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Colonial Imaginaries of Cuban Women: The Politics of Place, Performance and Urban Representation in Nineteenth Century Havana

Pilar Eguez Guevara


Women’s bodies and their sexuality had an important place in the dominant images of nineteenth century Havana popularized in artwork, travel logs and literature. The glorified image created of the white respectable Cuban woman taking a stroll in a carriage through the promenade contrasted with the scandalous image of the prostitute wandering through the streets calling the male passersby, or with the mythical dancing mulata—the quintessential object of white male desire transformed into the symbol of the Cuban nation. This article builds upon narrative and visual depictions of women’s bodies in urban settings created by Cuban, North American and European artists and travelers visiting Havana between 1820 and 1888. These authors created dichotomous images of different kinds of women – black and white, upper and lower class, respectable and non-respectable – occupying certain venues of the city such as streets, promenades, theaters, and performing in specific ways such as walking, strolling in carriages, smoking or dancing. I read these narratives as imaginaries: shared or conflicted ideas and values conveyed in dominant images of the city about the place that subjects (should) occupy. I discuss how the positioning of women’s bodies in these performative spaces was crucial to the construction and refashioning of ideologies of class distinction and respectability and to the specific meanings that modernity acquired in 19th century colonial Cuba.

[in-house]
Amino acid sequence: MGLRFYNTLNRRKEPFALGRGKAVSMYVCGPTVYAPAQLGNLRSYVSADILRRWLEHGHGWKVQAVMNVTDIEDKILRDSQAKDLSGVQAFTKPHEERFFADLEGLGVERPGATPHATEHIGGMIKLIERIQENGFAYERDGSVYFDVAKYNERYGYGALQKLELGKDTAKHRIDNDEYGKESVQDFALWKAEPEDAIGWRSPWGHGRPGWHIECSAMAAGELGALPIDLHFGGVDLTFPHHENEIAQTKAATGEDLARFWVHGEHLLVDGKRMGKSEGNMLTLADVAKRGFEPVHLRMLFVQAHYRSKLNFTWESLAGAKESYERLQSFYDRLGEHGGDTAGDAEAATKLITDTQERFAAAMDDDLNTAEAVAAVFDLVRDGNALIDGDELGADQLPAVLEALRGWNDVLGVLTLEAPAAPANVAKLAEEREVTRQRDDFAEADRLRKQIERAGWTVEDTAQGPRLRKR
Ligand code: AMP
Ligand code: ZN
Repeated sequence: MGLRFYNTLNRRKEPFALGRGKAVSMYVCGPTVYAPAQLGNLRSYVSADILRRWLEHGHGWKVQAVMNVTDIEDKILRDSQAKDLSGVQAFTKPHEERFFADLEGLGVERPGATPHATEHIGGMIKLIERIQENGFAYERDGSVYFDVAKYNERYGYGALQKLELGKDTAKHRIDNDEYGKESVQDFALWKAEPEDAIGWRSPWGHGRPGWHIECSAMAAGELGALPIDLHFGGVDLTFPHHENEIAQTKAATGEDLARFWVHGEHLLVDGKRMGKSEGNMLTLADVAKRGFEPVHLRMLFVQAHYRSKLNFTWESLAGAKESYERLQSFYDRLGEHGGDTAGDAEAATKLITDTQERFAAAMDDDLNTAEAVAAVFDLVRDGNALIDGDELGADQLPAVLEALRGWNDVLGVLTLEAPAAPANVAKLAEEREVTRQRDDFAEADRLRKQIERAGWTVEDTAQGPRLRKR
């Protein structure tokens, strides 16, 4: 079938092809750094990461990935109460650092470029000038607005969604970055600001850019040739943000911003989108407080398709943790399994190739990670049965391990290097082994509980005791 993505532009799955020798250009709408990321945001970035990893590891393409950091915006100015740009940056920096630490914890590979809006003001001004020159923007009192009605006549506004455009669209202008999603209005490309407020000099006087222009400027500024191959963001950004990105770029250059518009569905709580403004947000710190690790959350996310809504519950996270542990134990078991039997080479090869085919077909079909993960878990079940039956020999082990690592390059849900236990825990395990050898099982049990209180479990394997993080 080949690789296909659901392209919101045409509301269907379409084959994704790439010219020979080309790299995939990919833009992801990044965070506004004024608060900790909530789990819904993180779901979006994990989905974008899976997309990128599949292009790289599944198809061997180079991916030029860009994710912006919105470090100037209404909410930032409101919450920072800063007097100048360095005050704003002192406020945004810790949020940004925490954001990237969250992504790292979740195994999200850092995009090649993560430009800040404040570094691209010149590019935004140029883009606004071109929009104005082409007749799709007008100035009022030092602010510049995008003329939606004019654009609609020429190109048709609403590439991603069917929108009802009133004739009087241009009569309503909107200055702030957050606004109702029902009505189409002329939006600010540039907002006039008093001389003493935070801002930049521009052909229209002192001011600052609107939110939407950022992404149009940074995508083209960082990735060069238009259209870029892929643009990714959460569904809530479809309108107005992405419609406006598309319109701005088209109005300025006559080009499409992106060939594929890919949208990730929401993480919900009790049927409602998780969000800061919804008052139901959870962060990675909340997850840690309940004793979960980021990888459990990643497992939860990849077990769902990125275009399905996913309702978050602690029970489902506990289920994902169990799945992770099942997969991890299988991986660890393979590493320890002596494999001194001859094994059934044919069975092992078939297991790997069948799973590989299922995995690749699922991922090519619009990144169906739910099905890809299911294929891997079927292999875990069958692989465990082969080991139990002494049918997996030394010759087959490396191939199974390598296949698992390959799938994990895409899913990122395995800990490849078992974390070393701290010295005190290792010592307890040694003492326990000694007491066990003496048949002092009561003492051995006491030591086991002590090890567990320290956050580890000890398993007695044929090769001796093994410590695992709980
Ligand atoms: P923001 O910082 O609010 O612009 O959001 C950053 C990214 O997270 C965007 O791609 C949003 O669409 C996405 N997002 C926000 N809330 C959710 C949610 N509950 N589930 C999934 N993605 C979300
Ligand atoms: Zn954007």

Nineteenth Century; Cuba; Women’s Sexuality; Race; Color; The Body; Representation; Place; Distinction; Class Culture; Havana; Travel Literature; Modernization; Social Attitudes; Urban Imaginaries; Performativity

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JENdA: A Journal of Culture and African Women Studies. ISSN: 1530-5686 (online).
Editors: Nkiru Nzegwu; Book Editor: Mary Dillard.

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